So, remember a couple of weeks ago when I said I was applying for a teaching job? That wasn’t quite true, at least in the strictest sense of the word “teaching.” It was a job, in a school, that would involve occasionally interfacing with kids but which seemed, from the description, to actually mostly involve backing up teachers and being a resource for them rather than a job where I was in front of a classroom all day. I messed around with my work schedule a bit this week after getting a couple of emails from the HR director, who indicated there would be an informational meeting at the school that it might be useful to come to.
(I’m leaving out a lot of details, obviously; this program involves a pretty substantial infusion of money and is a new thing for the school to the point where renovations are happening in the building right now for it, so the idea that they’d invite people who are applying for the job to this informational meeting makes more sense than you might think– the building staff was also invited.)
So. Yeah. I went to the meeting. There were maybe a dozen staff members present and at least three people who were there because they were applying for the same job I was– me and two others, in other words.
The lack of buy-in from the staff was a physical force in the room, and the sinking feeling that started moments after the presentation began never really got any better.
I happened, after the meeting was over, to walk out of the building with one of the other two applicants.
“Was that job what you thought it was when you applied?” I asked.
“Not even a little bit,” she said. And she didn’t say “You can have it,” but it was pretty damn clear she didn’t want it any longer.
They are actually looking for two people to fill this job, who will both be in the new facility at all times. Along with sixty kids.
Sixty. At once.
Three blocks a day, of– lemme say it again– sixty kids. Seventh and eighth graders. In a program that, in my professional opinion, is a massive waste of time and resources if they’re going to treat it as a class that you get a grade for. In a nicely renovated, brand-new space featuring two load-bearing walls in the middle of the Goddamn room that cannot be moved and guarantee that there will be no place where a single teacher can stand and see all of his or her students.
Today was a Tuesday, in case you were wondering. I don’t know what it is about Tuesdays. But today was definitely a Tuesday. I think I need a T-shirt or something.
At any rate, on the way home from work the following two songs flashed into my head. I still have every syllable of both songs memorized. I probably haven’t listened to the Kool Moe Dee song in the larger part of a decade. It’s really weird how the music that you were listening to when you were in middle school and high school sticks with you forever.
Or maybe it’s not, I dunno. It’s not like I’m not still listening to the same stuff. 🙂 At any rate, enjoy some old-school hiphop while I go to bed early and try to recharge enough to make it through Wednesday.
I do a little activity with the kids at the beginning of the year where I ask them to tell me ten facts about themselves. I just rediscovered the pile of papers and I thought I’d share a few of them.
Someone did not get the message that the facts were supposed to be true, perhaps. I’m translating this as “My brain is a ruler, I play two guitars, and my cat has three ears.” One of them maybe, all three? Somebody missed the memo.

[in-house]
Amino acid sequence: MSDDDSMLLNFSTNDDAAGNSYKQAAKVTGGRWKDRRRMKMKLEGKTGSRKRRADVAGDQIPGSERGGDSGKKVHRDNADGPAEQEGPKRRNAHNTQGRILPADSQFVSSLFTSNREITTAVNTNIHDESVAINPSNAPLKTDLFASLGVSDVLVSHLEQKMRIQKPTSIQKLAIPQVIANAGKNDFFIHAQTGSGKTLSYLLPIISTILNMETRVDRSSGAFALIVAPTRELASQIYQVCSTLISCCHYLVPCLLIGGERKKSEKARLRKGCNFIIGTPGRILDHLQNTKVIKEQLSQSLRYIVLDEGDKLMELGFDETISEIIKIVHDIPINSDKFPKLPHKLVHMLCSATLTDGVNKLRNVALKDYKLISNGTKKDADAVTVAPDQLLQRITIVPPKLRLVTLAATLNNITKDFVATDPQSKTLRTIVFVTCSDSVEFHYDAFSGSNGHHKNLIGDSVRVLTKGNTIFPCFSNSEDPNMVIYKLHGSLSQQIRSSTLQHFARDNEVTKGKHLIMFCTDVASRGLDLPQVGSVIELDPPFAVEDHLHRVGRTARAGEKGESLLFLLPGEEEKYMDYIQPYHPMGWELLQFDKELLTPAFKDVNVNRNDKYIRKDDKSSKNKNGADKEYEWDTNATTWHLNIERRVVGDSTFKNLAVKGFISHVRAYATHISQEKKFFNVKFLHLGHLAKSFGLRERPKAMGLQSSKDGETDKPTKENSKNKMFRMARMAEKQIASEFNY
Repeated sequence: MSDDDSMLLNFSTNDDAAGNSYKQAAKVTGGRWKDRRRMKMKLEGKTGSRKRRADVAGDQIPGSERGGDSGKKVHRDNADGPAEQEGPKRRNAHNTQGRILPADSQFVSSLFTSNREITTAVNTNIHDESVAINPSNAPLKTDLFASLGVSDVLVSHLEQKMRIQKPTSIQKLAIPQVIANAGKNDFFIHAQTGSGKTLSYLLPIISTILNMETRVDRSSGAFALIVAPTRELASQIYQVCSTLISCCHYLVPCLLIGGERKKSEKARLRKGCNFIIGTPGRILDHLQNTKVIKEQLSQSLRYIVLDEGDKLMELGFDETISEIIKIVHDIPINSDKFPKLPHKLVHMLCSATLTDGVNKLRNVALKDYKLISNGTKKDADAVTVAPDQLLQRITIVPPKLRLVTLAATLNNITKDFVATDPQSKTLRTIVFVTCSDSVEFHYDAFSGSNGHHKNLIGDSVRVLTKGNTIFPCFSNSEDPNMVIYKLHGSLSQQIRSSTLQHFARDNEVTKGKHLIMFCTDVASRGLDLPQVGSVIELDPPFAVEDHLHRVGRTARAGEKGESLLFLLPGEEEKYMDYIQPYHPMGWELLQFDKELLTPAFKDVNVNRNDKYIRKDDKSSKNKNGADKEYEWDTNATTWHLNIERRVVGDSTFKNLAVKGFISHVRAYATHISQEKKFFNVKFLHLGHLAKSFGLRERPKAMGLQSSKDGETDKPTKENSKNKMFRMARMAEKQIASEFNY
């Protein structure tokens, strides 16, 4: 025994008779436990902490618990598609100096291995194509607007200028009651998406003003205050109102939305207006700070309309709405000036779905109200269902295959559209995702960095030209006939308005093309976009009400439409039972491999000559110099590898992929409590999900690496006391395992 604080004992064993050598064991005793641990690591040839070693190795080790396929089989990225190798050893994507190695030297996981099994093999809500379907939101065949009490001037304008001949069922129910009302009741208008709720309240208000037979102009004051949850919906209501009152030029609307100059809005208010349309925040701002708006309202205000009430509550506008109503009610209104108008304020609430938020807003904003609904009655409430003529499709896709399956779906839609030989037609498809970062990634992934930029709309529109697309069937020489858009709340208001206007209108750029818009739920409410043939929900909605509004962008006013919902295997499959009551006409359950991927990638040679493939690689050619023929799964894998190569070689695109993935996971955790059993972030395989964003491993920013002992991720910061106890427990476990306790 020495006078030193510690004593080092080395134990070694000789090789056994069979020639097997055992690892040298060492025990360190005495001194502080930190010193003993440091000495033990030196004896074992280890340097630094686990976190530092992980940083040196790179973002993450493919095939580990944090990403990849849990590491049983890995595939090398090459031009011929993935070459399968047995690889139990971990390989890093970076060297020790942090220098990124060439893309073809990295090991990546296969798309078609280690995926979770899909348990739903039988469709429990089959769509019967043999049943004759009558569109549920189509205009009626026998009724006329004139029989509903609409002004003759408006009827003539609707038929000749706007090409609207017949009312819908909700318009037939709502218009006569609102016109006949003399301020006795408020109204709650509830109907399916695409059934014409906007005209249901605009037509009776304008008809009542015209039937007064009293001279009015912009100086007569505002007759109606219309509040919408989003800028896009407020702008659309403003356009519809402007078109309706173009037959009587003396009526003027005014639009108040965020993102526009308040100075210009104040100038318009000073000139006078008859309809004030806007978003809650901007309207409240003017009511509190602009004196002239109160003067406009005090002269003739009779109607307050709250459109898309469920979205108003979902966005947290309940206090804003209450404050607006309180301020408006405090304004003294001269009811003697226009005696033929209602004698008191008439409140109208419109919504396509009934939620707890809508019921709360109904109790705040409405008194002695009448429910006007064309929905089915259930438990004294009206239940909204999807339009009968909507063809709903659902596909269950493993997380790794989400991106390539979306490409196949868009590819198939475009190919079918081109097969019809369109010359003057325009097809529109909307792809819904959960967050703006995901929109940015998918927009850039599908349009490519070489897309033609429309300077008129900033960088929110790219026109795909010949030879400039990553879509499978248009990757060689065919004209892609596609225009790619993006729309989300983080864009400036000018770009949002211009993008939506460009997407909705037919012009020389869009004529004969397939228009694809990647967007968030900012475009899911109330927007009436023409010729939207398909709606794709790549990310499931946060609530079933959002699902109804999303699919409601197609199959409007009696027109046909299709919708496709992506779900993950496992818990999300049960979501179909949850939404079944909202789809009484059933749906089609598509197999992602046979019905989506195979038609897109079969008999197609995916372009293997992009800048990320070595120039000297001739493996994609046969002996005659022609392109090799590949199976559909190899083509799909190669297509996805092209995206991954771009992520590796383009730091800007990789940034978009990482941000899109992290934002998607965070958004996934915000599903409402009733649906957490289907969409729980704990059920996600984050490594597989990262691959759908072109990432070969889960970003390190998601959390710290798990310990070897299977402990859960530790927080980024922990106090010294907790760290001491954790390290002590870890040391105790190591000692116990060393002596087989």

Hmm. I’ve been pondering this for a couple of days and don’t know what a “nethfil” is.
A surprising number of them wanted me to know their favorite superheroes; they’ve got me figured out already:
Crossing my fingers that #9 here is just an omitted plural and not a favorite food or something:
And this one gave me a favorite villain. I also like #4, which thus far I find to be accurate. She’s been trying to get me to call her “Bacon” instead of her actual name.
And I will be the last:
I strongly enjoy colorful language:
Because “blue” is too generic:
Some of them are impressively talented:
And some of them have crazy people as parents. There’s no way this one can see over the steering wheel:
Some of them are sad and/or scary:
This could be an abusive parent or it could be a haunted house. The question is which I’d actually prefer. The haunted house, right? It’s the haunted house.
Do the math. Mom got pregnant in middle school, apparently. Mental note to keep a close eye on this one.
“You’re teaching an all-girls’ class? I’m not sure I feel like that’s right.”
I heard that for the first time… wow, was it four years ago? Probably. My homeroom was all girls, and my afternoon class was a mixed group. I did not reply the number of girls in my classroom doesn’t actually make me more likely to be a sex criminal, ma’am, which was probably the right answer– I am either too much of a degenerate to teach middle school students or I am not, and the composition of my classes doesn’t actually have much of an effect on that– but I don’t remember what I actually said to that mom. Probably something along the lines of We’ll be fine, and then an abrupt ending of the conversation, because I don’t really like wasting my time with people who blithely suggest that I might be a sex offender as if that’s an okay thing to say to someone.
Hi. I’m Luther Siler. And this year, I’m only teaching girls. Roughly sixty of them, as it currently appears, although with transfers in and transfers out I’ll probably have had seventy to eighty different girls in my room by the end of the school year. Fifth grade, math and science, meaning that the majority of them will be 10- and 11-year-olds.